The Individual Mandate

As most people know by now, the Individual Mandate is one of the key elements in the Affordable Care Act (ACA).  The Supreme Court ruled in 2012 that the Individual Mandate is constitutional.  Prior to that ruling, both proponents and opponents of the ACA agreed that it is essential enough that the ACA would not work without it.

Enforcement of the Individual Mandate lies with the Internal Revenue Service (IRS), which is supposed to verify compliance when taxpayers submit their income tax returns.

With all the discussion of the importance of the Individual Mandate, I was surprised–as many taxpayers must have been–to discover that the way the IRS is verifying compliance with the Individual Mandate is through a box taxpayers check on their 1040 form stating they have health insurance.

If taxpayers say they have health insurance, that’s good enough for the IRS.  This certainly differs from all the verification the IRS requires when taxpayers report their incomes (W-2 and 1099 forms and the like).  I’m not complaining about the lack of paperwork, but the fact that there is no verification might lead one to suspect that people could be checking the box saying they have health insurance when they do not.

For purposes of comparison, this website says that more than 12% of motorists do not have auto insurance, even though it is mandated.  In my state of Florida, auto owners renewing their license tags must verify insurance by giving the name of their insurance company and their policy numbers, and the website says that 23.8% of Florida drivers are uninsured.  The IRS requires no verification of insurance, making it that much easier for the uninsured to claim being insured.

There aren’t that many laws where the government assumes people are in compliance just because they say they are.  Imagine telling a police officer, “No sir, I was not exceeding the speed limit,” or “No officer, I don’t have any illegal drugs,” and hearing back, “OK, I just wanted you to verify you are in compliance with the law.”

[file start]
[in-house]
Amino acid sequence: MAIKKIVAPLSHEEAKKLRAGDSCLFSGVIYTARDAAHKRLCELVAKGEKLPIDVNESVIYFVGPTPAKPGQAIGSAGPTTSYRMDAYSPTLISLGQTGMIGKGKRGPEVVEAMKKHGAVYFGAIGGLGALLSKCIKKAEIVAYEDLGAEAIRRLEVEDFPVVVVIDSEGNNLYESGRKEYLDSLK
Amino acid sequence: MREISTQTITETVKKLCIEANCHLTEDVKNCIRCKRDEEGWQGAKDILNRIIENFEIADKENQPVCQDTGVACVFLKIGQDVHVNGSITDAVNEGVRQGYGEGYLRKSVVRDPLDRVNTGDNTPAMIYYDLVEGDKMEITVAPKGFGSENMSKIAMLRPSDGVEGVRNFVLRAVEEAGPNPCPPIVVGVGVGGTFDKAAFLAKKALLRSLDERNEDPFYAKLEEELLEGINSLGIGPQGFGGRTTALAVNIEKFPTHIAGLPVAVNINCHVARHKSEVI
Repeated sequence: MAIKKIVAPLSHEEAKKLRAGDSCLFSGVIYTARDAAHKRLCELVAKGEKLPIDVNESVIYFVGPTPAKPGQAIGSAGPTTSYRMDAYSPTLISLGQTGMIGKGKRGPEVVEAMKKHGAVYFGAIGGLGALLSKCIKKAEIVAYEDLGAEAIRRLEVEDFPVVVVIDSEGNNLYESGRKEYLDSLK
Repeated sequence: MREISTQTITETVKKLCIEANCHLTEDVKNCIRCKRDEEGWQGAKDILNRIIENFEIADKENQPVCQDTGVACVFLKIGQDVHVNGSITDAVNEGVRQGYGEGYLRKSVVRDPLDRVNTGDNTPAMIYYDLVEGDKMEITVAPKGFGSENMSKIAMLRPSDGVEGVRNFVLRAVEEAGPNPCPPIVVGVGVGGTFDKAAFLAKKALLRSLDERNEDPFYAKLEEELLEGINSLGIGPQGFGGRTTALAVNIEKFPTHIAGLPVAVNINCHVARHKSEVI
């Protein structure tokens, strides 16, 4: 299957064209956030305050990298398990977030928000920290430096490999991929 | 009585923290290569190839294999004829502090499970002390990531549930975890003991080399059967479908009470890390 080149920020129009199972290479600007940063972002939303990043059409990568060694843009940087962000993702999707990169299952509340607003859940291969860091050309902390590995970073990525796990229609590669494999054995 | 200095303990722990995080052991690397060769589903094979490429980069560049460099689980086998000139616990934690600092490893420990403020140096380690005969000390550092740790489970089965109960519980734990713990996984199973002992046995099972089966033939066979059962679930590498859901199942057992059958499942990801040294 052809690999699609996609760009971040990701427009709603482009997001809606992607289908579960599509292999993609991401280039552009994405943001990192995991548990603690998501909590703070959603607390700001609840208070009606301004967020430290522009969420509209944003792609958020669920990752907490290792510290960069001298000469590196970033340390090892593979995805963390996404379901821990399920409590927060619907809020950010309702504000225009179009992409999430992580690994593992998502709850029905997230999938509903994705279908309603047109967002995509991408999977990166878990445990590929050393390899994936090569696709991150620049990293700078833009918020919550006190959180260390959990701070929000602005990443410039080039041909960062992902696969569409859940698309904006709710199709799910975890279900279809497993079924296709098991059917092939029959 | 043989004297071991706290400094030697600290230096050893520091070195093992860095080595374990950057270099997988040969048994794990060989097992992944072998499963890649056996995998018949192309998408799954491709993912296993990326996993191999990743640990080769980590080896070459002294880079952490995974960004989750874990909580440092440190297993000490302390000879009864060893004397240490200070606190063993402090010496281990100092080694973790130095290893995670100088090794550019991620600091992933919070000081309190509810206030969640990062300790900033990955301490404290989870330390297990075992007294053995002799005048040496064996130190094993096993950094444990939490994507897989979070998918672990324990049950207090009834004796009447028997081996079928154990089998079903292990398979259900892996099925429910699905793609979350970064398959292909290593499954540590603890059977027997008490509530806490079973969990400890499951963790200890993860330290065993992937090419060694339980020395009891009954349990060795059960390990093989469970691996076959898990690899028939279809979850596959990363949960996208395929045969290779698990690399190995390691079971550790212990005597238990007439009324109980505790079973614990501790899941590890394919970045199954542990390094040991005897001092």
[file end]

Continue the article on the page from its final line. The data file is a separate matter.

At the other extreme, the opposite of the government’s simply accepting you are in compliance because you say so, civil asset forfeiture laws allow the government to take your assets and require you to prove you weren’t doing anything illegal to get them back.  If the Individual Mandate were enforced the same way, everyone would be required to pay the Individual Mandate tax for noncompliance, and then be forced to prove they had health insurance to get the money back.

Given the importance claimed for the Individual Mandate, I am surprised at the minimal verification effort behind it.

Randall G. Holcombe is Research Fellow at the Independent Institute and DeVoe Moore Professor of Economics at Florida State University. His Independent books include Housing America: Building Out of a Crisis (edited with Benjamin Powell); and Writing Off Ideas: Taxation, Foundations, and Philanthropy in America .
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